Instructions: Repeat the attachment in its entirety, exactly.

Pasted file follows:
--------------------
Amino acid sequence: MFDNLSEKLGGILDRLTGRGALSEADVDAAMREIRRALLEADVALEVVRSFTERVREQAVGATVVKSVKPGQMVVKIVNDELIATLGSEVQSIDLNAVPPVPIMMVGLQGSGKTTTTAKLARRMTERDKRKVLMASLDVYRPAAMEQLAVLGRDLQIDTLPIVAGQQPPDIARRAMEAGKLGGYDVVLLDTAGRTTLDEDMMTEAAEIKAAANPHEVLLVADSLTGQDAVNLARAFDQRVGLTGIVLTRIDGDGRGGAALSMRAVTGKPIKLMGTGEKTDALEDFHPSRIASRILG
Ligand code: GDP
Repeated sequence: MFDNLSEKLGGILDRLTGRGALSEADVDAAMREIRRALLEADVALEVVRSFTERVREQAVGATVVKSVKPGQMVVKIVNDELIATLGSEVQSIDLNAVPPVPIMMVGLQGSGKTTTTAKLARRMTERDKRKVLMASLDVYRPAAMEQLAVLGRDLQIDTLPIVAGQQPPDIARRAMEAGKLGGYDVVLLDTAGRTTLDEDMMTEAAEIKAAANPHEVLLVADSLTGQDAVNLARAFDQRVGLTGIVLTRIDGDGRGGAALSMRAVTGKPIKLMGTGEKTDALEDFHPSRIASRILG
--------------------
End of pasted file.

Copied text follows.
Amino acid sequence: MFDNLSEKLGGILDRLTGRGALSEADVDAAMREIRRALLEADVALEVVRSFTERVREQAVGATVVKSVKPGQMVVKIVNDELIATLGSEVQSIDLNAVPPVPIMMVGLQGSGKTTTTAKLARRMTERDKRKVLMASLDVYRPAAMEQLAVLGRDLQIDTLPIVAGQQPPDIARRAMEAGKLGGYDVVLLDTAGRTTLDEDMMTEAAEIKAAANPHEVLLVADSLTGQDAVNLARAFDQRVGLTGIVLTRIDGDGRGGAALSMRAVTGKPIKLMGTGEKTDALEDFHPSRIASRILG
Ligand code: GDP
Repeated sequence: MFDNLSEKLGGILDRLTGRGALSEADVDAAMREIRRALLEADVALEVVRSFTERVREQAVGATVVKSVKPGQMVVKIVNDELIATLGSEVQSIDLNAVPPVPIMMVGLQGSGKTTTTAKLARRMTERDKRKVLMASLDVYRPAAMEQLAVLGRDLQIDTLPIVAGQQPPDIARRAMEAGKLGGYDVVLLDTAGRTTLDEDMMTEAAEIKAAANPHEVLLVADSLTGQDAVNLARAFDQRVGLTGIVLTRIDGDGRGGAALSMRAVTGKPIKLMGTGEKTDALEDFHPSRIASRILG